The Washington Sea Grant Keystone Fellowship offers a unique career development opportunity for recent graduates of masters or Ph.D programs in ocean, coastal and policy issues. In fall 2023, this one-year, paid fellowship will place a Keystone Fellow with the Seattle Aquarium with primary mentorship by Riley Pollom (Species Recovery Program Manager) and co-mentorship from Jasmine Williams (Connections Program Manager) and Erin Meyer (Vice President of Conservation Programs and Partnerships).
The Fellow will work primarily on science and/or policy projects with an additional emphasis on work related to the advancement of environmental justice, social justice, racial equity, and inclusion in these professional spaces and/or the programs they operate. Keystone Fellows receive mentorship both through their host office and through participation in professional development activities with Washington Sea Grant. The Fellowship offers first-hand experience working on projects that help us better understand, conserve and utilize Washington’s ocean and coastal resources while building pathways into marine-related careers for individuals who are historically underrepresented in those fields.
The program seeks to recruit students who are underrepresented in marine science and policy fields, especially Black, Indigenous, and other people of color (BIPOC) as well as representatives of the LGBTQ+ community and allies.
2023 Keystone Fellowship Project
Seattle Aquarium: Tribal and Community Engagement in Support of Pinto Abalone Conservation and Recovery
- May 15: Fellowship Application Opens
- June 21: Fellowship Application Due
- Late June/Early July: Finalist Interviews and Fellow Selection
- September 16: Fellowship Begins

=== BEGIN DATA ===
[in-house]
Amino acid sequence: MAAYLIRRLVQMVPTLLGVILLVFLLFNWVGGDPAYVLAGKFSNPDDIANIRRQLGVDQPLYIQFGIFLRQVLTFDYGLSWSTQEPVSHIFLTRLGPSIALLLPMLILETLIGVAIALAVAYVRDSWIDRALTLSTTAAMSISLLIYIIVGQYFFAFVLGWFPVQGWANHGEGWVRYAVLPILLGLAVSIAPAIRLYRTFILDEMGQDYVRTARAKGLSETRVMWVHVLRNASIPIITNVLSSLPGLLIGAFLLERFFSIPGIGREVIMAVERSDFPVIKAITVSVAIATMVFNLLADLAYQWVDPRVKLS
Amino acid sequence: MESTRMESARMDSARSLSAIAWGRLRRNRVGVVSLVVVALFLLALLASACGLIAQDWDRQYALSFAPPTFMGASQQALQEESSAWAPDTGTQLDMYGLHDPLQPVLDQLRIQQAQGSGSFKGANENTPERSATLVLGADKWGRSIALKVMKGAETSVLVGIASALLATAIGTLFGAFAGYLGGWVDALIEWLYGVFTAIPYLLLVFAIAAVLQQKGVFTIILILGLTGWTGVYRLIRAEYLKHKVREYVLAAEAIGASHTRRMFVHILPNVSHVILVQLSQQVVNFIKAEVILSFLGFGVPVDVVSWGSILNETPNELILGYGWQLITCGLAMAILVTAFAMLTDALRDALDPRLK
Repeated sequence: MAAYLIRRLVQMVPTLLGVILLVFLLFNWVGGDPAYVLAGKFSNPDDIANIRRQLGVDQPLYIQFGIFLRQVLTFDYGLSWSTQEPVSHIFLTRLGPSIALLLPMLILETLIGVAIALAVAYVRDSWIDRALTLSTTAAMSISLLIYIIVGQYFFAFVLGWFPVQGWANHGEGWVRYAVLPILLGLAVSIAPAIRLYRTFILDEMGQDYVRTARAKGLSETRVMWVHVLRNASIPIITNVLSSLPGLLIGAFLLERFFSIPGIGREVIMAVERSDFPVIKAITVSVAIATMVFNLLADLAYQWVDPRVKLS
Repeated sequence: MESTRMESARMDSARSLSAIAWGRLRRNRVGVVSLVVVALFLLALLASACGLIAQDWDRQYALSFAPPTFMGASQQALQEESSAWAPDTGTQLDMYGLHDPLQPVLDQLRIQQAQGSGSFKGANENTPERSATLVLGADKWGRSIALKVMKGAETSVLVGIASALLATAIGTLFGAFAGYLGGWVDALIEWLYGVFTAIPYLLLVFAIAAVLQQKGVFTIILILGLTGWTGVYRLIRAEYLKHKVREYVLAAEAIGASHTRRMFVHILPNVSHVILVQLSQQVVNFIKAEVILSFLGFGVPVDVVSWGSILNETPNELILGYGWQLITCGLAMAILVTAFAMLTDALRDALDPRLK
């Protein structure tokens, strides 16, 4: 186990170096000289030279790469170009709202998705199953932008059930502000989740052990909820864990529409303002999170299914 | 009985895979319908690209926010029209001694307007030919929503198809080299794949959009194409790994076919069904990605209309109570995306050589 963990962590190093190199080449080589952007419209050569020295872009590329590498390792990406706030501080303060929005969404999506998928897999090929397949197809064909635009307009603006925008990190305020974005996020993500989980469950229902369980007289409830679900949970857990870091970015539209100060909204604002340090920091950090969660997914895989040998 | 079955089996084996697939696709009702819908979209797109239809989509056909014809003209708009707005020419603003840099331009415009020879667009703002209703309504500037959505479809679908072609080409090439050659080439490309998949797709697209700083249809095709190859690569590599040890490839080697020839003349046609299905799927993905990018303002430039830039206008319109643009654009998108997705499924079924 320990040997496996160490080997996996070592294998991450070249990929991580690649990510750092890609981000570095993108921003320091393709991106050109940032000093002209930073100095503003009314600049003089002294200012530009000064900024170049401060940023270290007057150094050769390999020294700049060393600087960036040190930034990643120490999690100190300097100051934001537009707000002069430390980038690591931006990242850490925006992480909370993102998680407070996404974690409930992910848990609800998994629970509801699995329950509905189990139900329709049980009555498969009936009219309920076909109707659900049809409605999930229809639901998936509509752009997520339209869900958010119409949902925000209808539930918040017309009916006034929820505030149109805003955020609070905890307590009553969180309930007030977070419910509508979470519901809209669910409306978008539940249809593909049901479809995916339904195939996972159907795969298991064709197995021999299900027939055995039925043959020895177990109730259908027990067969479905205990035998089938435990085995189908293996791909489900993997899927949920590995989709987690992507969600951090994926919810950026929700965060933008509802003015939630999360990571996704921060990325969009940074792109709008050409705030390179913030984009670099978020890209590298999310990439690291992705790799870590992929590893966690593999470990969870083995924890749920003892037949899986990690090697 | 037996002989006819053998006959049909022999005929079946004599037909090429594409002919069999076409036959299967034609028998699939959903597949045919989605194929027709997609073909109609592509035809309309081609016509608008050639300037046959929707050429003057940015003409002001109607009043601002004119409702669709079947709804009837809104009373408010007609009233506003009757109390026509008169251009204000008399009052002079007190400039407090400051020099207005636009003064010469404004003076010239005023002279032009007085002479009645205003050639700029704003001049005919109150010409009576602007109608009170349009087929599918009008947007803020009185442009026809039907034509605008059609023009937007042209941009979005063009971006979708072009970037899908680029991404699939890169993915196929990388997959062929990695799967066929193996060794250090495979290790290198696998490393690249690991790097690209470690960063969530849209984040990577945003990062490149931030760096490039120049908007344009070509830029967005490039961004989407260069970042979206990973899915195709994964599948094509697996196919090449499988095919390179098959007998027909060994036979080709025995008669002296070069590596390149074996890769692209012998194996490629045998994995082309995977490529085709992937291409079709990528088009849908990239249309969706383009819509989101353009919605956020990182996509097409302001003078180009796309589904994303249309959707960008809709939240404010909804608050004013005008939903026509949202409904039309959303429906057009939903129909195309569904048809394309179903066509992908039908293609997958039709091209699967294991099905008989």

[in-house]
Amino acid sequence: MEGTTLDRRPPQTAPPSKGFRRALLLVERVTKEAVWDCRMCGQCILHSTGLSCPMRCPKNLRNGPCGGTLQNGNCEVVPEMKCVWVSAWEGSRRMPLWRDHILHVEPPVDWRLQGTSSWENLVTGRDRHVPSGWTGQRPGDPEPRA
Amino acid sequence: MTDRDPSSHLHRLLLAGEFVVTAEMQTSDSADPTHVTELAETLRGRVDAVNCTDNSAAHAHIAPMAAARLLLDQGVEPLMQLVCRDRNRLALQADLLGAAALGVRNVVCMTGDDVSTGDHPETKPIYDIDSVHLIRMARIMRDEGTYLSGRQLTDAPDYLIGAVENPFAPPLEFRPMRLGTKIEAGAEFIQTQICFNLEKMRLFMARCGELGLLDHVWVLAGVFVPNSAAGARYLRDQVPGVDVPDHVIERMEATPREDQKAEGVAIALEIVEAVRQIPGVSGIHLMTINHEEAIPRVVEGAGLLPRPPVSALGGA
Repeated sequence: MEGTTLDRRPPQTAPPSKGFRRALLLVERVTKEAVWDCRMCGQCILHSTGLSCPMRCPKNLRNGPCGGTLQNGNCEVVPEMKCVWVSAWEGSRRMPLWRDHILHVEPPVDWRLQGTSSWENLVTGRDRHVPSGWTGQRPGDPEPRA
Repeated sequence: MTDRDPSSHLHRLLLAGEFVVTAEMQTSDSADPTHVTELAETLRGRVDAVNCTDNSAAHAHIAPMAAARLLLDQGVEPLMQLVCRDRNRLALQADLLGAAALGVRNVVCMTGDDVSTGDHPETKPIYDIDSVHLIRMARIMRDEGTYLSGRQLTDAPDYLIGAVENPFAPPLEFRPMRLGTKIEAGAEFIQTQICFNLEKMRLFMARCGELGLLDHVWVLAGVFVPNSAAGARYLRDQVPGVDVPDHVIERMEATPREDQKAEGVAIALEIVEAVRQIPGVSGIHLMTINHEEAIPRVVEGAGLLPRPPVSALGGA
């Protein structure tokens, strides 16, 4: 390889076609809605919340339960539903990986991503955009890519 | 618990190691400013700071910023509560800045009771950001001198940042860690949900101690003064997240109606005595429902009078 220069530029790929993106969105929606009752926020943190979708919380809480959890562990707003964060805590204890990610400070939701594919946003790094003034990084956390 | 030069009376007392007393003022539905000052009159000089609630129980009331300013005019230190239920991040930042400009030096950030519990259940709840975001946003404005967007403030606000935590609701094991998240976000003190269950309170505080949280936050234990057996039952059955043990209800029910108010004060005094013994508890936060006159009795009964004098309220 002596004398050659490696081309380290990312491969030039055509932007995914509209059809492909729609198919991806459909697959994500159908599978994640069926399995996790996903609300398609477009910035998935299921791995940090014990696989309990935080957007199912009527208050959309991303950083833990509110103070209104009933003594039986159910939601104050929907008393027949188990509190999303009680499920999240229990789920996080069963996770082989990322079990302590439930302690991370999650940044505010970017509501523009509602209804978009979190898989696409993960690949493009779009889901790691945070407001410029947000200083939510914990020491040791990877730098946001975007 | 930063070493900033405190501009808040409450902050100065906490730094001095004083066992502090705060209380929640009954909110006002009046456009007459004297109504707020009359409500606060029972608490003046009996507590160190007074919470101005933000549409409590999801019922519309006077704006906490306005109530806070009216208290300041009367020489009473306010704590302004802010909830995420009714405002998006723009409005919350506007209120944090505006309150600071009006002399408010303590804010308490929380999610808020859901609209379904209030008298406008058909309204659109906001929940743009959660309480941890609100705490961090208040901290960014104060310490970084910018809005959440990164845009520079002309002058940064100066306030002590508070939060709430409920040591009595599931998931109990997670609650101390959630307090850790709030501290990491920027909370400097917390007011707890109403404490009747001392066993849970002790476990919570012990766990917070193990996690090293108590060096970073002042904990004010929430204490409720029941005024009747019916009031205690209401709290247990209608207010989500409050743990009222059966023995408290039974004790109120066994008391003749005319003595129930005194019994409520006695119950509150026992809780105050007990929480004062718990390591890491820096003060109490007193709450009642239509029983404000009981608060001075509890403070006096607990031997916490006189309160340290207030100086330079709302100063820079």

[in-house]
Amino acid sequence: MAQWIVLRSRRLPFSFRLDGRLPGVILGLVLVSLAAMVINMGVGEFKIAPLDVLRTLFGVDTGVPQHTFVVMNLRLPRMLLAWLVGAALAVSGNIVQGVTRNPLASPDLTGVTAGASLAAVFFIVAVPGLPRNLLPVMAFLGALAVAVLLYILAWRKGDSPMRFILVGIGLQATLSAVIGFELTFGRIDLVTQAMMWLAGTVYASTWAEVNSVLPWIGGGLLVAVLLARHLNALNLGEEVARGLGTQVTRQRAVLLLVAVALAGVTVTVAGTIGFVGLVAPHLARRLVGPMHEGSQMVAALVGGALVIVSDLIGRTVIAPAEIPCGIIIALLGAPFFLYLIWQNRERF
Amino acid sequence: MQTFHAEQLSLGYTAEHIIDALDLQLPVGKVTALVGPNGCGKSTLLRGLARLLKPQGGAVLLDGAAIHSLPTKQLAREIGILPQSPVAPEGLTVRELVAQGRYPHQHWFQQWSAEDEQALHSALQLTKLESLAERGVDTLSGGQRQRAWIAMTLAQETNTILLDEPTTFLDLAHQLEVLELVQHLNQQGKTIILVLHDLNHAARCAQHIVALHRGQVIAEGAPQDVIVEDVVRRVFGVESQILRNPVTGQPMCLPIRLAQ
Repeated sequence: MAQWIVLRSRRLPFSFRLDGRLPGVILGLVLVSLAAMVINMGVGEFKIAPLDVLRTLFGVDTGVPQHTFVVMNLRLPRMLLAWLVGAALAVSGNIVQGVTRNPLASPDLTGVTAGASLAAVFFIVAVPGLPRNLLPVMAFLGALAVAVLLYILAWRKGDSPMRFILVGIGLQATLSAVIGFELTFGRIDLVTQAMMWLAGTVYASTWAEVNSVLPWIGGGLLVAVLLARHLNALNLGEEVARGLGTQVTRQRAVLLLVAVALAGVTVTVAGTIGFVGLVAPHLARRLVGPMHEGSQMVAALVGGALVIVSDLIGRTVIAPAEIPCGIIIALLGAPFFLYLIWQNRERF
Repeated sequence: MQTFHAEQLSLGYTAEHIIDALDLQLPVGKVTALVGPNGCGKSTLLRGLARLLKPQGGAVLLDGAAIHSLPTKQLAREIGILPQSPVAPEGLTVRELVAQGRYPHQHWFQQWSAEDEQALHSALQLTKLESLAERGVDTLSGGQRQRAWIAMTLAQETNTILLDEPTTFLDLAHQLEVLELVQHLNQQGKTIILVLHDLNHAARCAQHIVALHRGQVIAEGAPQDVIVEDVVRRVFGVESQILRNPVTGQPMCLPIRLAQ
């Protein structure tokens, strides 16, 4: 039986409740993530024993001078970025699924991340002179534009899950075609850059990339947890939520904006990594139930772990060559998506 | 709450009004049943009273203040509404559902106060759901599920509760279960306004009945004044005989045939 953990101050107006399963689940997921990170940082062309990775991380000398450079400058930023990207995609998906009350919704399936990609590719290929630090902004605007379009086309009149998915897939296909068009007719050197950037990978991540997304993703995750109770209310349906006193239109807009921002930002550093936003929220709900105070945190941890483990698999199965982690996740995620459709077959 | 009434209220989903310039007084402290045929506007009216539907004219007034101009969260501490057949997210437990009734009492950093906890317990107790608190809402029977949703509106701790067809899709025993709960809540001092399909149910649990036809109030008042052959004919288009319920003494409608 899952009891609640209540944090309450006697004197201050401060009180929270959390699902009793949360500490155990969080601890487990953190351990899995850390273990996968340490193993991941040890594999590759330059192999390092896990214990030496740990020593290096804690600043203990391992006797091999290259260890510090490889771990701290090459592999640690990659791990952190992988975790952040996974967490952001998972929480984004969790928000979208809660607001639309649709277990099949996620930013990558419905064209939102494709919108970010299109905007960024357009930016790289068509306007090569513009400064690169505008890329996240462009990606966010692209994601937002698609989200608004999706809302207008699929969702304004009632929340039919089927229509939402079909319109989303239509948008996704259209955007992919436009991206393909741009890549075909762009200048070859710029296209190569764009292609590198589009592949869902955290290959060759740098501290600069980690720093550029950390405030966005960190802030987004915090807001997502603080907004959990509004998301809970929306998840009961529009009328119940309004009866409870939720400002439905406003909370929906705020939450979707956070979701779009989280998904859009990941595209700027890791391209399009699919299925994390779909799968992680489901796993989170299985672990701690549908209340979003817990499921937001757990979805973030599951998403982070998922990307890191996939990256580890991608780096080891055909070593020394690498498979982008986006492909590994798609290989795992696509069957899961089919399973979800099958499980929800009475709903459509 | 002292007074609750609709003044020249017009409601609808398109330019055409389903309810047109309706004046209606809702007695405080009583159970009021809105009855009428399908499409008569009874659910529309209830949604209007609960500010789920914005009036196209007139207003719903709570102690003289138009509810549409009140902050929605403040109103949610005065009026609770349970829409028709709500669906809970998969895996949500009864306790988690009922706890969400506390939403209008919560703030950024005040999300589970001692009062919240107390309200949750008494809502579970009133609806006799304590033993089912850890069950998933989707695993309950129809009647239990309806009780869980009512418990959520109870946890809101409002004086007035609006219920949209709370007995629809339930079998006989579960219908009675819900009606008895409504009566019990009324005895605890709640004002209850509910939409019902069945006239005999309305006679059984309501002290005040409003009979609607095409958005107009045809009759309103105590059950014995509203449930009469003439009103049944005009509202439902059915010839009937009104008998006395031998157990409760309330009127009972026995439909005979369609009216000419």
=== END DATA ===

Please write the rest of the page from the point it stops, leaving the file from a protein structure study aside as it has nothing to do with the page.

Fellowship Dates: September 16, 2023 – September 15, 2024
Applicants are strongly encouraged to reach out to Washington Sea Grant in advance of the application deadline to receive application support and provide notification of their intent to apply: Deborah Purce at email@example.com
All applications must include:
- Resume or curriculum vitae (not to exceed two pages; 12 pt. font)
- Statement of the applicant’s goals with emphasis on interest in, contribution to, and expectations from the fellowship (1,000 words or less; 12 pt. font)
- Statement of the applicant’s experience and understanding of justice, diversity, equity, and inclusion and how it influences the work they hope to do in the future (750 words or less; 12 pt. font)
- Two letters of recommendation, including one from the applicant’s major professor. If no major professor exists, the faculty member who is most familiar with the applicant’s academic work may be substituted
- Unofficial copies of all undergraduate and graduate student transcripts
Each fellow will receive an award of $63,500, including a stipend of $60,000 (to cover living costs, health related benefits, and tax related expenses) and a $3,500 professional development budget administered by Washington Sea Grant.
- The application for 2023-24 Keystone fellowship in now OPEN
- Application Deadline: Friday July 7, 2023 by 5;00 p.m. Pacific Time
- 2023-24 Host Office: Seattle Aquarium
- 2023-24 Position Description: Tribal and Community Engagement in Support of Pinto Abalone Conservation and Recovery
- To Apply: See the “For Prospective Fellows” tab below for information and links to the eSeaGrant submission portal
- Tips for writing personal statements, CV’s, and interviewing for Sea Grant fellowships [PDF]
How to Apply
Washington Sea Grant will be accepting all fellowship applications through our online submission portal, eSeaGrant. If you are new to eSeaGrant you must register for an account using the “Register” tab. Please give yourself plenty of time to complete your application and contact our office if you have questions. GO TO ESEAGRANT
For more information: https://wsg.washington.edu/students-teachers/fellowships/keystone/
For questions, contact: Deborah Purce